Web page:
Biden's Gay Marriage Remarks Bring Added Pressure to President Obama

What Women Really Think
May 7 2012 6:35 PM

Biden's Comments and North Carolina's Amendment 1 Intensify Gay Marriage Debate

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Photo by Justin Sullivan/Getty Images

It’s only Monday, but already this appears to be a big week for gay marriage.

J. Bryan Lowder J. Bryan Lowder

J. Bryan Lowder is a Slate assistant editor. He writes and edits for Outward, Slate’s LGBTQ section, and for the culture section.

Yesterday, Vice President Joe Biden sounded a pick-up note with the nebulous comment that he is “absolutely comfortable” with all manner of wedding cake topper configurations. Political parsers and gay advocates immediately began debating what the famously gut-speaking VP could have meant: Was the Obama administration communicating a more definite statement about marriage equality? Is the President done “evolving”? Did Biden just have a little word-vomit?

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Here’s the actual statement in question:

BIDEN: Look, I am vice president of the United States of America. The president sets the policy. I am absolutely comfortable with the fact that men marrying men, women marrying women, and heterosexual men and women marrying another are entitled to the same exact rights, all the civil rights, all the civil liberties.  And quite frankly, I don't see much of a distinction -- beyond that.

Howard Kurtz over at the Daily Beast read the rambling as old-fashioned political calculation, and I’m inclined to agree. As Kurtz points out, it’s highly likely that Biden was deployed at precisely this moment to “mollify” gay rights activists who have been disappointed with the President’s reticence on the marriage issue, especially in light of his controversial—and frankly, baffling—decision last month not to sign an executive order banning sexual orientation discrimination among federal contractors.

Obama is undoubtedly hedging his bets this election year; reigniting the culture wars (as some commentators have suggested he risks doing by coming out wholesale for marriage equality) would probably not be useful going into November.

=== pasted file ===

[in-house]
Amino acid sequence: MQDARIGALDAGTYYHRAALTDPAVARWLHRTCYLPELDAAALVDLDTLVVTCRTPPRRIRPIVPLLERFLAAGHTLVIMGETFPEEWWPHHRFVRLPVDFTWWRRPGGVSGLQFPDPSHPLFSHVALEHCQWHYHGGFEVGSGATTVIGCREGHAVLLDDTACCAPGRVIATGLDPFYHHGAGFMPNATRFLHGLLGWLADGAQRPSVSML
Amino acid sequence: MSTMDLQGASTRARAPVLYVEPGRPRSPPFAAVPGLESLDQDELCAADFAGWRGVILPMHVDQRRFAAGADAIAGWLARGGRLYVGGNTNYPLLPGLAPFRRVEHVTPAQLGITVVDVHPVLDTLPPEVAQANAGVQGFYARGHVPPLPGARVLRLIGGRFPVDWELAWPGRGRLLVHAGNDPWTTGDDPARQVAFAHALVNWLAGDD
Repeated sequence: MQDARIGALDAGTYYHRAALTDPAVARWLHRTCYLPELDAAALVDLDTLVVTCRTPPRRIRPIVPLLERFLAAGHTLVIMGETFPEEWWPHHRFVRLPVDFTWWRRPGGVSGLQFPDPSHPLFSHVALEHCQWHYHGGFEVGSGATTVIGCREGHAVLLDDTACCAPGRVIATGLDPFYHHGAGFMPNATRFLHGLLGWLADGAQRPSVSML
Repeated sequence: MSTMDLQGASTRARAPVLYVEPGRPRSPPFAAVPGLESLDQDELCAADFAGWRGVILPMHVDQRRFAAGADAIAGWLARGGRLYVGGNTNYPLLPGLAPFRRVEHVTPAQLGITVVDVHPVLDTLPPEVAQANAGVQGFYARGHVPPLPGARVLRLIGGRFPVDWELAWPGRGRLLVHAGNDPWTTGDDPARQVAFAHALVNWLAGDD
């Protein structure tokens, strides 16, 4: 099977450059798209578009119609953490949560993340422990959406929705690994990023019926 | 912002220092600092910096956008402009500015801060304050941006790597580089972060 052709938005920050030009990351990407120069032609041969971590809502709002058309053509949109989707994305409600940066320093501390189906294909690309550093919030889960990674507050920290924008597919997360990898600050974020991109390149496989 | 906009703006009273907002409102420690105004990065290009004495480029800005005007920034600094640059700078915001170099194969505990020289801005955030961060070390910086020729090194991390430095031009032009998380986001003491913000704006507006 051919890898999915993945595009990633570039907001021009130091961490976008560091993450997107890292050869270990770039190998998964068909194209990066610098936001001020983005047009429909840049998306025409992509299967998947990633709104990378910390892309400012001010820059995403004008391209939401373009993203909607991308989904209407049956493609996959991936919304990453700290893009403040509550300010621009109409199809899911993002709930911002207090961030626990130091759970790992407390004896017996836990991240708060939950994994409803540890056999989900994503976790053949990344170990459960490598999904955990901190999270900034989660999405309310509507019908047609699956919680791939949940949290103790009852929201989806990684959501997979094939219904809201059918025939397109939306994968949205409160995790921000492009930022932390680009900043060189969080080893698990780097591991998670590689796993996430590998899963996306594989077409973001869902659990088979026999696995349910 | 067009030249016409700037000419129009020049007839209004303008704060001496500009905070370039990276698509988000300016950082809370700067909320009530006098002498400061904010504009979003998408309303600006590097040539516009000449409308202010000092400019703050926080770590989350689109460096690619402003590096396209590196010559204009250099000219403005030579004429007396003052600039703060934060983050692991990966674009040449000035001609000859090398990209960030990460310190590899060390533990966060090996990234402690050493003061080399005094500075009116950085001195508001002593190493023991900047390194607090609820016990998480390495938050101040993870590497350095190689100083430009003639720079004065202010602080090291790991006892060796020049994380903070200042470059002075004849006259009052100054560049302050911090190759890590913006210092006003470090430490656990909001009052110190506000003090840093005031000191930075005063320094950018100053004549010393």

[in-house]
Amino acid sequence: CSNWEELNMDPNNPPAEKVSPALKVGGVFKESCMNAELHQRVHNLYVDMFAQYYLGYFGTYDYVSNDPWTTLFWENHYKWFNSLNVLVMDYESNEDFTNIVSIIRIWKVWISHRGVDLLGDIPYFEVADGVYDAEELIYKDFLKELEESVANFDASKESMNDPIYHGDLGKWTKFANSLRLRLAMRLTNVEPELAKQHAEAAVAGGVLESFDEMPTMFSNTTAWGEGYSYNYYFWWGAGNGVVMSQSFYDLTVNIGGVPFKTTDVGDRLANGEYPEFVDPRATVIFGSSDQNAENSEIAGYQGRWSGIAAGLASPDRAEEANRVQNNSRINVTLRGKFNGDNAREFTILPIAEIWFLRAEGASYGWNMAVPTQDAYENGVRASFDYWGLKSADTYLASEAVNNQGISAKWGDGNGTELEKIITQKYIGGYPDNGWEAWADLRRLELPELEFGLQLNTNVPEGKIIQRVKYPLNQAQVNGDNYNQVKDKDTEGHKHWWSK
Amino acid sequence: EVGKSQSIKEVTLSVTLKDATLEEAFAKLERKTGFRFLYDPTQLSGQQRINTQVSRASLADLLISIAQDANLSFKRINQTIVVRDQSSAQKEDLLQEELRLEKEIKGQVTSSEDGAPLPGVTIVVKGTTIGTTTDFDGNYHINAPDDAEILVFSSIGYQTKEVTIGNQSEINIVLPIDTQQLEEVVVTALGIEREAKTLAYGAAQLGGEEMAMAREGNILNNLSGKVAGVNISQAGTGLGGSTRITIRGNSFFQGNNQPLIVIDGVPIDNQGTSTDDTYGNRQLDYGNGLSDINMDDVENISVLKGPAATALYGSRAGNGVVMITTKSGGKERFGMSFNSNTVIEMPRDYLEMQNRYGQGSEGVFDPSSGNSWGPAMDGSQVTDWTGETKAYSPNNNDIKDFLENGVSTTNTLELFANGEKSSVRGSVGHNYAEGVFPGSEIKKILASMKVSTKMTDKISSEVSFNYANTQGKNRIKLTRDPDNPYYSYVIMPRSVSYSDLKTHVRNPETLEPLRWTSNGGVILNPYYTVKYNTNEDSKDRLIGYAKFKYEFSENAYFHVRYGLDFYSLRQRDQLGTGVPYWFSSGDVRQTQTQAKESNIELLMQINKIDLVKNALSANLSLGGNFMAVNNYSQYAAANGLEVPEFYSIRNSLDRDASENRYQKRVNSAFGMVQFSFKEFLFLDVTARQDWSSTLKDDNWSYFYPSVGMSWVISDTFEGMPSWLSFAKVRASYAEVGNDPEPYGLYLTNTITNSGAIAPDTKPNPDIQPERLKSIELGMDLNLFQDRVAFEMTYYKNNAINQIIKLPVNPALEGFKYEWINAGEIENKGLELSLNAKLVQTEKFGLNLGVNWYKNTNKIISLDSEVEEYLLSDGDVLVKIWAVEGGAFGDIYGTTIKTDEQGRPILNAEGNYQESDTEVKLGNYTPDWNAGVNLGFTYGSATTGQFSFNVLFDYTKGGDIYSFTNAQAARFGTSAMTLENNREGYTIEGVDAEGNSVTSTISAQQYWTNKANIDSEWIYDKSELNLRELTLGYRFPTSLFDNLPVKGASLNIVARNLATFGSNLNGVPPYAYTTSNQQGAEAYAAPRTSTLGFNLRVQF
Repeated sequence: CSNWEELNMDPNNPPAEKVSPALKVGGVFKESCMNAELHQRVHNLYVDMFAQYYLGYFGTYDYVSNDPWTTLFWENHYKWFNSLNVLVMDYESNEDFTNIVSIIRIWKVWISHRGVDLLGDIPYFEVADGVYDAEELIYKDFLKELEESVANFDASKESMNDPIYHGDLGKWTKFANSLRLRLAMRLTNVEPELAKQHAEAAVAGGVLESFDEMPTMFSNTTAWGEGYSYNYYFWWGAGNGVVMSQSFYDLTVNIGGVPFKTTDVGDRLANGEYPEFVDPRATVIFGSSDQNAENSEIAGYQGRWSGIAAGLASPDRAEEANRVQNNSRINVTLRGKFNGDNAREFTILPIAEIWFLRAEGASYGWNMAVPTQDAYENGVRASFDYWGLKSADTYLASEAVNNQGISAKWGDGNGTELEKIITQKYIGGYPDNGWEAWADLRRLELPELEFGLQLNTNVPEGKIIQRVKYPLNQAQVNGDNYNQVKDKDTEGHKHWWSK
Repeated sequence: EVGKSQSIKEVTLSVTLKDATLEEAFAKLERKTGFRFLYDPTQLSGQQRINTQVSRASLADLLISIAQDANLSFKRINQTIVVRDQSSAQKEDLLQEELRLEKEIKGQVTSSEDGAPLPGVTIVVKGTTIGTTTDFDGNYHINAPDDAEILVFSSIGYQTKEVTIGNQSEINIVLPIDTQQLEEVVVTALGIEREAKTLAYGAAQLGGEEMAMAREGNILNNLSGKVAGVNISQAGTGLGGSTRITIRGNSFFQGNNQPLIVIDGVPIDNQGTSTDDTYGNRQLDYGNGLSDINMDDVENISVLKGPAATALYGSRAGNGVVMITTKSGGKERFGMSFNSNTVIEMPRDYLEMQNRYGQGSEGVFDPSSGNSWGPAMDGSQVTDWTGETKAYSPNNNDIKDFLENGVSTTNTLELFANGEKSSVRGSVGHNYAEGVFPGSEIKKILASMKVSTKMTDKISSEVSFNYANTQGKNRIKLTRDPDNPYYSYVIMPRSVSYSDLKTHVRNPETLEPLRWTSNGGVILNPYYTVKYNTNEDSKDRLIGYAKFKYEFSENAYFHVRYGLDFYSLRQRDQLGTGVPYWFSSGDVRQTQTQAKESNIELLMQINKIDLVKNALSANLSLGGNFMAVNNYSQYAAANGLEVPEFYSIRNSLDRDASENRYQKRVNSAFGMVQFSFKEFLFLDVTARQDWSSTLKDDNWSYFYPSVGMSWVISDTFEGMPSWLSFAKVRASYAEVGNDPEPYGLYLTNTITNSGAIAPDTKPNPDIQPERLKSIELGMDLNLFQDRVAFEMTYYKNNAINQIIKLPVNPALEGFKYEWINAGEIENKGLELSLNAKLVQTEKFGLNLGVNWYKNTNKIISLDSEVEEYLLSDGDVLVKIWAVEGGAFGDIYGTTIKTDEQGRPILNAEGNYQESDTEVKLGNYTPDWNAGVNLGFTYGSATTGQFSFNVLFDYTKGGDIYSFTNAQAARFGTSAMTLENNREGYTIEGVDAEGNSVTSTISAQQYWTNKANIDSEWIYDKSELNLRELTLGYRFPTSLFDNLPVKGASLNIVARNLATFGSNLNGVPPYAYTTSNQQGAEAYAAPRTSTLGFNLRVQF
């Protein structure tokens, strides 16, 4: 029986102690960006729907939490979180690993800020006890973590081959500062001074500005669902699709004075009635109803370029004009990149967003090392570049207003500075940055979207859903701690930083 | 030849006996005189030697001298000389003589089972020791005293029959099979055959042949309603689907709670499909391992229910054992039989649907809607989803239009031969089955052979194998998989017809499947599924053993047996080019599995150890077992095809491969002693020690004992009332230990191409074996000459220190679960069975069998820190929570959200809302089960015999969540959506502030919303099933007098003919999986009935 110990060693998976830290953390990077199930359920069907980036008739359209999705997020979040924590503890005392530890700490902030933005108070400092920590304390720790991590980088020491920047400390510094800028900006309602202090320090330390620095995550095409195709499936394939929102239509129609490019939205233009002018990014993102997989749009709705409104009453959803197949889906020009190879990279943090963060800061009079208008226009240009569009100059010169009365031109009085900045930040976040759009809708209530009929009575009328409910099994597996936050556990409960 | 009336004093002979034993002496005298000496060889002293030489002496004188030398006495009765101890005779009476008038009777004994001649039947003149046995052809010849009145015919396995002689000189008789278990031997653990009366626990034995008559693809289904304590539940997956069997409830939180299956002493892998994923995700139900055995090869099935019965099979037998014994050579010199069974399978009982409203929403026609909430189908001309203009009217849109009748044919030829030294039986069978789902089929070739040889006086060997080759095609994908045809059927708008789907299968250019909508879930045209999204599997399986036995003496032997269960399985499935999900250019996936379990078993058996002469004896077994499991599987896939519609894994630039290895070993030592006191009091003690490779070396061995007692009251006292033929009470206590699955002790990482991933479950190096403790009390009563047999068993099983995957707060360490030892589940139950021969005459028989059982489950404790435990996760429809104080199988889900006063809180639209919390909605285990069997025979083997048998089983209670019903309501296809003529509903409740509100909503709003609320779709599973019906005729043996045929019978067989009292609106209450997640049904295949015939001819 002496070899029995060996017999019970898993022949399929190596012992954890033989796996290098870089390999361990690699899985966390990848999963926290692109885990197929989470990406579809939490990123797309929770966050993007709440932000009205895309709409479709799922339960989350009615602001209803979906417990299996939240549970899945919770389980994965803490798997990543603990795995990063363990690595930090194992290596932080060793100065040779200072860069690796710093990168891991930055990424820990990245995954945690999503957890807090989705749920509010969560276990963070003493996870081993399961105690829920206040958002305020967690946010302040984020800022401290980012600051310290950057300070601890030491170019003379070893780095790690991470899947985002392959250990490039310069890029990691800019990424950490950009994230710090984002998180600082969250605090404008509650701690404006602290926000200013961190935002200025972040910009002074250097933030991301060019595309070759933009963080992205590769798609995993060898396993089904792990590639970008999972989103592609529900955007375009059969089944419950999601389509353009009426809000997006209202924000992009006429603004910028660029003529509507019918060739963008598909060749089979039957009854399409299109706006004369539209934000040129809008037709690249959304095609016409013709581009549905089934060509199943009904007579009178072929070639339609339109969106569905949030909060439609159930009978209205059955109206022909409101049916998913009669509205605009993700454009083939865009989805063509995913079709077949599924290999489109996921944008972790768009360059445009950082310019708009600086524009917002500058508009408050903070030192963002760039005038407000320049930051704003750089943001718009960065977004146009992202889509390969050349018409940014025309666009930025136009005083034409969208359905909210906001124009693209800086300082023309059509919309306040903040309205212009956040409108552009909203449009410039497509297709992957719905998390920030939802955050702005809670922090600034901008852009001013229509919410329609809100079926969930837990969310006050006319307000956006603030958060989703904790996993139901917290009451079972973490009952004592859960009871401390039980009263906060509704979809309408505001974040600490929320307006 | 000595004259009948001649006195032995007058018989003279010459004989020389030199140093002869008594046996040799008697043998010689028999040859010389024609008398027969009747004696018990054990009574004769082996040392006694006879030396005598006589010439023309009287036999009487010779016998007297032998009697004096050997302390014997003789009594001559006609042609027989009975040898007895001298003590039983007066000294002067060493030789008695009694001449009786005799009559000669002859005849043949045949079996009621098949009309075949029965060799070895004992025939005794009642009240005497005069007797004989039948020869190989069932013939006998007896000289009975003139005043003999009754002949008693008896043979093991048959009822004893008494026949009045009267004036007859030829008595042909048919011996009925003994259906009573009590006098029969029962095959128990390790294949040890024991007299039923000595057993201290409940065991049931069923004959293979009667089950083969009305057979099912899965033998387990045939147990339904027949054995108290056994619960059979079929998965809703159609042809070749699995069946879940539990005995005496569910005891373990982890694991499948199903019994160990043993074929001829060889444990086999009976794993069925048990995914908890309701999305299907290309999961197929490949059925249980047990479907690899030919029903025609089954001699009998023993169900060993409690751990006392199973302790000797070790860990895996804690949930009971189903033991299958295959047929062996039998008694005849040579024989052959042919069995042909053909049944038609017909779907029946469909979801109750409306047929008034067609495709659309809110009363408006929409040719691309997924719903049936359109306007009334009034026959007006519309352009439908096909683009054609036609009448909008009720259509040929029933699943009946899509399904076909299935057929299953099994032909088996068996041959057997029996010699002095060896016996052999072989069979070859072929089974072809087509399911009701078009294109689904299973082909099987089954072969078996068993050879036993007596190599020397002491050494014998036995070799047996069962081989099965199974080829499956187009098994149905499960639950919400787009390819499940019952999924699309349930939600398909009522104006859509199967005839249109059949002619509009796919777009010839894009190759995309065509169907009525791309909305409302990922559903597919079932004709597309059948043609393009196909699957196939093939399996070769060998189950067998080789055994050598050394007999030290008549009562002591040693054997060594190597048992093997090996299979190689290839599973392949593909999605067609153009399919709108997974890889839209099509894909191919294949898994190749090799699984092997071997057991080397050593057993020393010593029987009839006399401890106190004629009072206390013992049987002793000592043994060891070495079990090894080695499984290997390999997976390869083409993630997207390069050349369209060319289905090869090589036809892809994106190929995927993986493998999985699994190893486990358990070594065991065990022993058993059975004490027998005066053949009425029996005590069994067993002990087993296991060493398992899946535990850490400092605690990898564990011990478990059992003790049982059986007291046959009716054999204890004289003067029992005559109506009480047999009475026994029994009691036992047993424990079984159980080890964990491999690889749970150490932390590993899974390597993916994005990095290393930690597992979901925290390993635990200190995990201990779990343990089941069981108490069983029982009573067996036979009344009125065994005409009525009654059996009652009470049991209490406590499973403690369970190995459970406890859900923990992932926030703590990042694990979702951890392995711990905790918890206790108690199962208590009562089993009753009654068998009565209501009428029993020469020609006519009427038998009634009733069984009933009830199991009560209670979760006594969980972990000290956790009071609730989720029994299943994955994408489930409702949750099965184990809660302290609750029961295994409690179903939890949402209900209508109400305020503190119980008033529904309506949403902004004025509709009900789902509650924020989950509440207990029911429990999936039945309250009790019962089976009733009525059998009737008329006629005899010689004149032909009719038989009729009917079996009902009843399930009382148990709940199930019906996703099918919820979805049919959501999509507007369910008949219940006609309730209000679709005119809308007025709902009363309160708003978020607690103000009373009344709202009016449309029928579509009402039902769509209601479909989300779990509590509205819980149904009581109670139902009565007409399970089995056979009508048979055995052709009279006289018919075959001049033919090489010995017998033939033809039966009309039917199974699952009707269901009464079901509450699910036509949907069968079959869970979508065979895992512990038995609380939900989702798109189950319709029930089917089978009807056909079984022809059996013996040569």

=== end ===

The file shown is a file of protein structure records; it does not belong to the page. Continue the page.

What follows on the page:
However, at some point this kind of political prevarication is going to have to give way to principle. Though the cultural mood in this country regarding homosexuality has been morphing in the right direction for a number of years now, waiting for the zeitgeist or generational turn-over to solve everything isn’t going to help those citizens affected in the meantime by dangerously reactionary legislation.

Take, for example, North Carolina’s Amendment 1.

Citizens of that state will be voting tomorrow on an amendment to their constitution that would not only prohibit same-sex marriage and civil unions, but that also has the potential to legally delegitimize any family—gay or straight—that doesn’t adhere to the limited definition of heterosexual marriage it proscribes. The measure is so shoddily (or craftily, depending on your level of cynicism) written that a large percentage of voters don’t even understand the full extent of its reach. Yet, polling predicts that the amendment will pass smoothly tomorrow, and if it does, North Carolina will become hostile, drive-around territory for gay couples and many others.  

Of course, I’m not suggesting that Obama could single-handedly stop this nasty legislation—that’s not how our system works. But having the most important leader in the country come out not just against this measure (as he has done), but in favor of true self-determination and equal protection in matters of marriage, sex and love would go a long way toward accelerating the cultural shift.  

With the Biden comments and Secretary of Education Arne Duncan voicing his support of gay marriage earlier today, the pressure has increased on the president, and rightfully so—I hope he’s up to the challenge.